With the Roy Jones Jr. vs. Mike Tyson fight right around the corner, some still don’t know exactly what to expect from this exhibition bout between the two all-time greats, which will take place this Saturday night, November 28, from Staples Center in Los Angeles. Is it a real fight? Is it a glorified sparring session?
Well, the official rules for the fight have finally been confirmed by the California State Athletic Commission and most fight fans likely won’t be thrilled.
How the Mike Tyson vs. Roy Jones Jr. fight came to be
Before we get to rules of the Mike Tyson vs. Roy Jones Jr. exhibition bout, let’s quickly take a look at how the fight came to be.
Back in April, Mike Tyson, whose last official fight was in June 2005 (an embarrassing loss to Kevin McBride), brought up the idea of doing a few exhibition fights to raise money for charity. The comeback talk amped up over the next couple of months as footage of Iron Mike’s workouts began to surface, footage in which Tyson looked exceptional.
Rumors of possible opponents for Tyson came next as offers seemed to be flooding in from everywhere. There was talk of the former undisputed heavyweight champion of the world fighting former rugby players. It was said that there was a $20 million offer on the table for Tyson to compete in the Bare Knuckle Fighting Championship promotion. Peter McNeeley, the first man Mike Tyson fought after being released from prison in 1995, was said to be an option. A third fight with Evander Holyfield was mentioned as well.
But none of those came to be as it was announced in late July that former four-division champion Roy Jones Jr., who last fought in 2018 at the age of 49, had signed a contract to face Tyson on September 12 at the Dignity Health Sports Park in Carson, California. Just a few weeks later, however, it was announced that the fight had been pushed to November 28 in order to maximize revenue for the bout and on October 29, Triller, who bought the exclusive media rights to the fight, announced the fight would take place at Staples Center in LA.
What are the rules of the Mike Tyson vs. Roy Jones Jr. fight?
In the weeks and months leading into the fight, both Mike Tyson and Roy Jones Jr. have not been treating this as an exhibition bout. Each seems to be treating this a legitimate fight but the California State Athletic Commission, who is sanctioning the bout, wants everyone to know that won’t be the case on Saturday night.
As there was still some confusion surrounding exactly what this fight is, CSAC executive director Andy Foster spoke to MMAFighting.com and clarified exactly what the rules are for Tyson vs. Jones. And it’s likely that most fight fans that were expecting some sort of real battle between these two all-time greats are going to be disappointed.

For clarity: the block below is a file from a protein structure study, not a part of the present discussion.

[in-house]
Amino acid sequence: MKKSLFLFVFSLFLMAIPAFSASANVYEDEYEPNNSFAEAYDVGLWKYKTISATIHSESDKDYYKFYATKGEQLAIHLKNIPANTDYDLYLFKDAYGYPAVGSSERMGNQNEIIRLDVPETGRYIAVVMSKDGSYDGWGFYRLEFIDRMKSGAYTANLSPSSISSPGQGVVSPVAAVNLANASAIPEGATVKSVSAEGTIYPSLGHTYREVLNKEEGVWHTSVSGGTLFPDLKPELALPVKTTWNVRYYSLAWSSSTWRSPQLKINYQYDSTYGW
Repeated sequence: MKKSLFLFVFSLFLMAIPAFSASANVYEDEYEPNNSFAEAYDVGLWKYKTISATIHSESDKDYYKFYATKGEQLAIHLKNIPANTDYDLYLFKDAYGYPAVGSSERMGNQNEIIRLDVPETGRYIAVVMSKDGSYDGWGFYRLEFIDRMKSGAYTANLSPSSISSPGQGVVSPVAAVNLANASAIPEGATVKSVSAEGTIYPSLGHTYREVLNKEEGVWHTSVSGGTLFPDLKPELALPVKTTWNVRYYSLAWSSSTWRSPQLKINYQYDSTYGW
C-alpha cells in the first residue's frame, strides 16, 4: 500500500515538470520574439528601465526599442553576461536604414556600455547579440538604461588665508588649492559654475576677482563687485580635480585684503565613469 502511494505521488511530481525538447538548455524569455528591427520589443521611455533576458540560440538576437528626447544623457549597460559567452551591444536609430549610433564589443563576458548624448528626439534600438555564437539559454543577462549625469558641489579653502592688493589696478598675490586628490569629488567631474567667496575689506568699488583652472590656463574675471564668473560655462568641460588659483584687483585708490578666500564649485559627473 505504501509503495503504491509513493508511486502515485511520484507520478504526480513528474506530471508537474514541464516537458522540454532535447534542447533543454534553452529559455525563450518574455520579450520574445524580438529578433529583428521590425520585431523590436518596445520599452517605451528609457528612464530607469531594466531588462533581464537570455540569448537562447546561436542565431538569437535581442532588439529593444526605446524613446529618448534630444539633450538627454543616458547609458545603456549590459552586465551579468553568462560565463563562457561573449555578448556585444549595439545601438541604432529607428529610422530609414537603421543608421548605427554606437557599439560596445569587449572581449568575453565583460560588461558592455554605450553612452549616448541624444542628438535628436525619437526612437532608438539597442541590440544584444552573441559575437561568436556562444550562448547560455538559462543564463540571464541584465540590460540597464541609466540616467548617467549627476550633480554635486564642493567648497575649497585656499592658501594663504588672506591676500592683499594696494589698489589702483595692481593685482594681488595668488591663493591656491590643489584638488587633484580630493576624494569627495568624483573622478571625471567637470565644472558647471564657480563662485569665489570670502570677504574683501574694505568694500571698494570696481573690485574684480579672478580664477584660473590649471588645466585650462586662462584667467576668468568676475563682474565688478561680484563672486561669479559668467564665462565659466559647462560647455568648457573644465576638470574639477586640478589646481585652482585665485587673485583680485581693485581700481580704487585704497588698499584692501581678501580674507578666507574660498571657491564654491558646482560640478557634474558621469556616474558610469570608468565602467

First off, normal three-minute rounds that you’d see in a normal boxing match will not be a thing as the fight will consist of eight two-minute rounds. Tyson and Jones won’t have headgear on but will wear 12 oz. gloves as opposed to the typical 10 oz. mitts worn in most heavyweight fights. In addition, if either fighter suffers a bad cut, the fight will be stopped immediately.
But wait, it gets worse.
There will be no official judges, no official winner, and both fighters will receive a belt
In addition to the rules listed above, Foster also clarified that there will be no official judges at ringside for the Mike Tyson vs. Roy Jones Jr. bout. He says that the WBC will have some celebrity judges working remotely but that no official “10-9 scores” will be calculated and no official winner will be announced.
The WBC announced back in October that it had created a title belt specifically for the Tyson vs. Jones bout called the “Frontline Battle Belt” but Foster says that both fighters will actually be given a belt at the conclusion of the fight.
“Let’s call it an exhibition. That’s what it is. I want the public to know what this is because I don’t want people to be disappointed. As long as they know this is an exhibition, I’m fine for everybody to earn.
“That’s a very entertainment centered thing. It’s about entertainment. It’s not about competition.
“There’s no winner going to be announced. I do think that’s very important to get out there. The unofficial scores are for entertainment only and that’s done by the WBC remotely. Not by the commission because the commission didn’t credential those judges because of COVID. It’s for entertainment purposes only. There’s no official winner at the end of this.”CSAC executive director Andy Foster on Mike Tyson vs. Roy Jones Jr.
So there you have it. Are you still willing to drop 50 bucks to watch Mike Tyson vs. Roy Jones Jr.?